Squirrel

A squirrelLast week I went on a hunting trip with Kevin, and I shot and killed my first animal.  It was a squirrel.

I know: that’s not very impressive.  I’m sure most boys who grow up in the country have done this by age ten.  And I know: you think squirrel is something that only hillbillies or starving back-country adventurers eat.  Actually it’s pretty tasty.

Once skinned, gutted, and cleaned, the squirrel carcass looked very much like a tiny rabbit.  The meat was shockingly dark.  I thought that a small critter with such rapid, twitching movements would have light meat.

The cleaned carcass:

The cleaned squirrel carcass.

I divided the squirrel that same way I would a rabbit: into forequarters, a saddle, and hindquarters.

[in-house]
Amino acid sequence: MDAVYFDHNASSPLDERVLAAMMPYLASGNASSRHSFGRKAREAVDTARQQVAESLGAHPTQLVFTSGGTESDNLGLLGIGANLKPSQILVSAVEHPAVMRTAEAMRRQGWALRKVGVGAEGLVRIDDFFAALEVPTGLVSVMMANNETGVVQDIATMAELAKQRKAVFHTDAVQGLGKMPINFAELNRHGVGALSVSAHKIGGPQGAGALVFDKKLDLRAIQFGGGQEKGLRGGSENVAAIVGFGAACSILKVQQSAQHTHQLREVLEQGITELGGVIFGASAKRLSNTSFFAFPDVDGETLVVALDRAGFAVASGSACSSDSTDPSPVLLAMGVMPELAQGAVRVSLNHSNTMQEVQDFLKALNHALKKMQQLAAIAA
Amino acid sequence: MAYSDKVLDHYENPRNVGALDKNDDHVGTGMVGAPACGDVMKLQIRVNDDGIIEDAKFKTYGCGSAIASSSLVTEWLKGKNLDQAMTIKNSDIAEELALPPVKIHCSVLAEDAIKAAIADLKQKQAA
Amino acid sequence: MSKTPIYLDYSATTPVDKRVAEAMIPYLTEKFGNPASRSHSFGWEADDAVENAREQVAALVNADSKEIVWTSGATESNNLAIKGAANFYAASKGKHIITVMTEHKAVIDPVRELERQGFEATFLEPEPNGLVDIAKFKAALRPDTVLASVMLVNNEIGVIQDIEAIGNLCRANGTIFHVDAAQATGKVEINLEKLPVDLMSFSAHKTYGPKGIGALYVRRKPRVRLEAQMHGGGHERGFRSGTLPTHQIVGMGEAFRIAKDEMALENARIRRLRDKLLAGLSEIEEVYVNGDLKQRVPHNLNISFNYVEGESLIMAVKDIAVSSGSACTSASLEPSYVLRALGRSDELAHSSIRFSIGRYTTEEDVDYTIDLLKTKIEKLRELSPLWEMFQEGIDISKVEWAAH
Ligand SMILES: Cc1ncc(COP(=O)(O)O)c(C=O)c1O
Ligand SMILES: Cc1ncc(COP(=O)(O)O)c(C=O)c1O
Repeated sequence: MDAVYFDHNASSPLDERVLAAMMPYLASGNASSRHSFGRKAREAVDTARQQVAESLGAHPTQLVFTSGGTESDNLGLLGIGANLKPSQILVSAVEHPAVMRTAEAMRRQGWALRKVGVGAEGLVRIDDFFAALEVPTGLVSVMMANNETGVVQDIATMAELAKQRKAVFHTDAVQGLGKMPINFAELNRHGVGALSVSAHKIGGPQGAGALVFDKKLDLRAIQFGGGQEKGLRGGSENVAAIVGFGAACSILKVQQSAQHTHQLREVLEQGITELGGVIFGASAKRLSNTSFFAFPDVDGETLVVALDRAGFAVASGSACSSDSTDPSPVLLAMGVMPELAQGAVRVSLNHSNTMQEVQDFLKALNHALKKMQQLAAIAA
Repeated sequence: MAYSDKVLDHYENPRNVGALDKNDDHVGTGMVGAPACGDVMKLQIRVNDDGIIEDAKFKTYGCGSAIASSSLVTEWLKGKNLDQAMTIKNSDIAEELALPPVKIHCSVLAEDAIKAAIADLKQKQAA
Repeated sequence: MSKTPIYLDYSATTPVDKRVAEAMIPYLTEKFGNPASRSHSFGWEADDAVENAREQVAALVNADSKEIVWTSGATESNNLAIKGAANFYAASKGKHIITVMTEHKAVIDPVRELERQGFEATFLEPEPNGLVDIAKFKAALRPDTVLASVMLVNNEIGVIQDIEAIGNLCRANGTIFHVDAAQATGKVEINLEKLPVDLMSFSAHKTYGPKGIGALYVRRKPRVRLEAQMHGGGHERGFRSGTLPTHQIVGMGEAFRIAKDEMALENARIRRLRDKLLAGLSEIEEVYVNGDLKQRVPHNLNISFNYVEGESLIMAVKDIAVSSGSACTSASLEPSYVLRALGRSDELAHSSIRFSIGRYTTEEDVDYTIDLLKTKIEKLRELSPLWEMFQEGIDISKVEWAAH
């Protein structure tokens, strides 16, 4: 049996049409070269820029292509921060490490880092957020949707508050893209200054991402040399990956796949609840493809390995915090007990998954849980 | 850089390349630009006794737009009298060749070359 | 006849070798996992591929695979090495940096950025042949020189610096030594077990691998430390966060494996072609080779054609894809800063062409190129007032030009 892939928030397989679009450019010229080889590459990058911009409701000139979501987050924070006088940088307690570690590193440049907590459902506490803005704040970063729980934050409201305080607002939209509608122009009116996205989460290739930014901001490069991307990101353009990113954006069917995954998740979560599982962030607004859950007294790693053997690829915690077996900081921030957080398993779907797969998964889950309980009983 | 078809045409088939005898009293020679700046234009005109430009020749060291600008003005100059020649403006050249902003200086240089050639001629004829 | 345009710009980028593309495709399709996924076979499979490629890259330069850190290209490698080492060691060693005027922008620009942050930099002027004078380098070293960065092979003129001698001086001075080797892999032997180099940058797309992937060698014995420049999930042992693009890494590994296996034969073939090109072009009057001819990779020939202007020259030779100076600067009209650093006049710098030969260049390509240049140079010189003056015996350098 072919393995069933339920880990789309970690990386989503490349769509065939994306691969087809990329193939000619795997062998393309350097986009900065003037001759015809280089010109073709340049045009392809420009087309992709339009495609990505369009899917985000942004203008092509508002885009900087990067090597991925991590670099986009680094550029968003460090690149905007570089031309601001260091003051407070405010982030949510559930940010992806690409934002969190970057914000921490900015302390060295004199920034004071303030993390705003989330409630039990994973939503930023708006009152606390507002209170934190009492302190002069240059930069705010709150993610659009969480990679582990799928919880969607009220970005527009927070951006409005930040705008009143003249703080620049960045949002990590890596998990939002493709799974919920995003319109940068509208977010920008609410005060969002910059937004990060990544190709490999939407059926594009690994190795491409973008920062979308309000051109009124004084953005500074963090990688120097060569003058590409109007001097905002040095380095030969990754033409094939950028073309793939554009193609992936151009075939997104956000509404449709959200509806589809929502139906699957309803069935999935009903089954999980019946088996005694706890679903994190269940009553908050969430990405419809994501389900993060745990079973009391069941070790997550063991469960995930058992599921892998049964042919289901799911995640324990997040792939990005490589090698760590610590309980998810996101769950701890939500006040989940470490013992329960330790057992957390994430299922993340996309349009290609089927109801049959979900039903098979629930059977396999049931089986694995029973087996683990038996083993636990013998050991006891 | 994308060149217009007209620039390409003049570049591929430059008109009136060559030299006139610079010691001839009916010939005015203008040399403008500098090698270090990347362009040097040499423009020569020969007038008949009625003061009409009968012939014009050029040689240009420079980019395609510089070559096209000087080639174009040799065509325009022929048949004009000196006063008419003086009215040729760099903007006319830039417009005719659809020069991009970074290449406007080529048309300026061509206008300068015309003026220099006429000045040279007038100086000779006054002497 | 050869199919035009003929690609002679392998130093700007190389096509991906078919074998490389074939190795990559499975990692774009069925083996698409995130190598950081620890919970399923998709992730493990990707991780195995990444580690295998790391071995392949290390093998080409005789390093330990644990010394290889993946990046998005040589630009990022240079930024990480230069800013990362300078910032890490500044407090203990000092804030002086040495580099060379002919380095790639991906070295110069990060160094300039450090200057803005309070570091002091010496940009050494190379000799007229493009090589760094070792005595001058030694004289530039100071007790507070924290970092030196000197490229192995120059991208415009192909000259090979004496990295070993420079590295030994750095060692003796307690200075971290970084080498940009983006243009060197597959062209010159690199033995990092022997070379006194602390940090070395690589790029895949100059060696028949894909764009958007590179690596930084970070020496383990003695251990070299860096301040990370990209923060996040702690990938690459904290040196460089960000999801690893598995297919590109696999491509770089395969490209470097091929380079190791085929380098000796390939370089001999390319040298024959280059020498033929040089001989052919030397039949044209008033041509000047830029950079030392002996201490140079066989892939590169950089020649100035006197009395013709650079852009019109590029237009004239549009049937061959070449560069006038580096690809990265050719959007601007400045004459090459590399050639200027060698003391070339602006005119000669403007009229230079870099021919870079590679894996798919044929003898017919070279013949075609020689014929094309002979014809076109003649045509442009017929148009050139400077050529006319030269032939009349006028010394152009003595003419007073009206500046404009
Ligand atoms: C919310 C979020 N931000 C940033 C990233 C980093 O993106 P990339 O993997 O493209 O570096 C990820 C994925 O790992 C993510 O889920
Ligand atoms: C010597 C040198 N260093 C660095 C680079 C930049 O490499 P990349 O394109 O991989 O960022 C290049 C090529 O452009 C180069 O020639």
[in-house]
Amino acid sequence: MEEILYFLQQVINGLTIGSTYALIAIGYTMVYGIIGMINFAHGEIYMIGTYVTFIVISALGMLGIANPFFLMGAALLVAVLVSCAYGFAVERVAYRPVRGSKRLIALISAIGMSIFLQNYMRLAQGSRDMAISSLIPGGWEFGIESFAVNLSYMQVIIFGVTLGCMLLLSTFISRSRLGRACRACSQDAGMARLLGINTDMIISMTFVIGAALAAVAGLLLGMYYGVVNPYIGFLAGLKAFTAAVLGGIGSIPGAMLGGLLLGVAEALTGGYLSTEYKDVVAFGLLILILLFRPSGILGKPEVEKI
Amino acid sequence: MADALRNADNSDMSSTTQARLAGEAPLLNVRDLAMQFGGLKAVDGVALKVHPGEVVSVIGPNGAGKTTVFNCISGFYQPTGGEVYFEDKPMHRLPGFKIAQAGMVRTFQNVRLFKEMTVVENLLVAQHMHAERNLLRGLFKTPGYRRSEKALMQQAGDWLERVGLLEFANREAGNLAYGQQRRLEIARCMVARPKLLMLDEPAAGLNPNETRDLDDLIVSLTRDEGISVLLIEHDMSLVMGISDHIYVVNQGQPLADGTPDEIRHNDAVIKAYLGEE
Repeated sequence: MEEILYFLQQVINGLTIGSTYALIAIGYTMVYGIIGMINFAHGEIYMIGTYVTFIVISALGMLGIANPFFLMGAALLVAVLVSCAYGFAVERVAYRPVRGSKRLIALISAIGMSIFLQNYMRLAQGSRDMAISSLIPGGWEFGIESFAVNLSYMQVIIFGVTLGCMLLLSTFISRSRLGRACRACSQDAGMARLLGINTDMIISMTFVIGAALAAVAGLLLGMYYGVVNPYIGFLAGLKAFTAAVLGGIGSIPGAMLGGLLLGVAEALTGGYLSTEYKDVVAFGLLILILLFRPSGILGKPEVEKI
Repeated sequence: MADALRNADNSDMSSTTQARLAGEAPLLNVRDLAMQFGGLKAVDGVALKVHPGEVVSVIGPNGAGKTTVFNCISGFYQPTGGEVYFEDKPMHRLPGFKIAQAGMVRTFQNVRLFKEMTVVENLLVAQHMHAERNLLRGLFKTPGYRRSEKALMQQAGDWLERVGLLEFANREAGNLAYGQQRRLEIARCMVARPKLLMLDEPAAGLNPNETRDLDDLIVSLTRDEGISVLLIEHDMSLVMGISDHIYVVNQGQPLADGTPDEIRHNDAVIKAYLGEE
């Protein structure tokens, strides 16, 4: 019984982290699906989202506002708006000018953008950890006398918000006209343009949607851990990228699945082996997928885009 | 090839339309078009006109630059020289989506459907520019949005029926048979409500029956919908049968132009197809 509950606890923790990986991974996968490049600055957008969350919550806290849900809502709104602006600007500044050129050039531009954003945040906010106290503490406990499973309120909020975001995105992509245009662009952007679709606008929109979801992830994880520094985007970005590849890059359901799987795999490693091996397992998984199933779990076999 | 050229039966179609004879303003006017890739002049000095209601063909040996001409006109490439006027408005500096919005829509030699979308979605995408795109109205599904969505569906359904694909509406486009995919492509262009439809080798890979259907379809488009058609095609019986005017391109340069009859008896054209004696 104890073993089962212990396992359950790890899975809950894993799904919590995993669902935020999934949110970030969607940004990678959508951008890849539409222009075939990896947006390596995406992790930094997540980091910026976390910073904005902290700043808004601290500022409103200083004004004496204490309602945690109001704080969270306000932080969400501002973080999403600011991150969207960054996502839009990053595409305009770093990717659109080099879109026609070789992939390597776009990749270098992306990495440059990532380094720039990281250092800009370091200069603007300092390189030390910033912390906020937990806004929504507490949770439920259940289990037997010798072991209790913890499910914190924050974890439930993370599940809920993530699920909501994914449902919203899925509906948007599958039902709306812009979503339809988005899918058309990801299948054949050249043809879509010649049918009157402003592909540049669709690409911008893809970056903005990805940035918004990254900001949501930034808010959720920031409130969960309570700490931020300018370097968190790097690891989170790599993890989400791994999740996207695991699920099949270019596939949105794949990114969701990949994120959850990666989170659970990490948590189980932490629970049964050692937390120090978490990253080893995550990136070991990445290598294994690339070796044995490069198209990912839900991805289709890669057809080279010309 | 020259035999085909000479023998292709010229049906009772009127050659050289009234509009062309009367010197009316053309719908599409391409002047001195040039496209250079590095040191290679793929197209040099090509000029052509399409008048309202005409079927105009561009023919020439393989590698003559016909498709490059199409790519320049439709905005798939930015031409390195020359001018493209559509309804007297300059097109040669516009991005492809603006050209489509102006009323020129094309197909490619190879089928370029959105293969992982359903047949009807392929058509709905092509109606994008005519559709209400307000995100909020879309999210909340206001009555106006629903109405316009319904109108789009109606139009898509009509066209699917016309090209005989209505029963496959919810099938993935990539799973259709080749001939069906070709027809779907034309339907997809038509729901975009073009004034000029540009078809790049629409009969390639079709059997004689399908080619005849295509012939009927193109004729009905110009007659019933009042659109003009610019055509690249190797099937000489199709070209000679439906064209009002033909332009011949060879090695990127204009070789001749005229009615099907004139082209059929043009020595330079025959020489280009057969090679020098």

The squirrel carcass divided into quarters and saddle.

I made a simple stew.  I had a sausage on hand, so I removed the casing and cooked the meat in the pot to get some of the fat.  I seared the squirrel in that sausage fat, then added onion and garlic and sautéed briefly.  I poured in some leftover Labrador tea, brought it to a boil, then added wild rice.  The stew was gently simmered over the fire until the wild rice had popped and the squirrel was tender.  Mid-way through I added some potato.  I finished the stew by wilting foraged dandelion.

Squirrel stew in a pot over the fire.

So, how did baby’s first squirrel dish taste?  It was good.  The squirrel meat itself reminded me of spruce grouse more than anything else.

 

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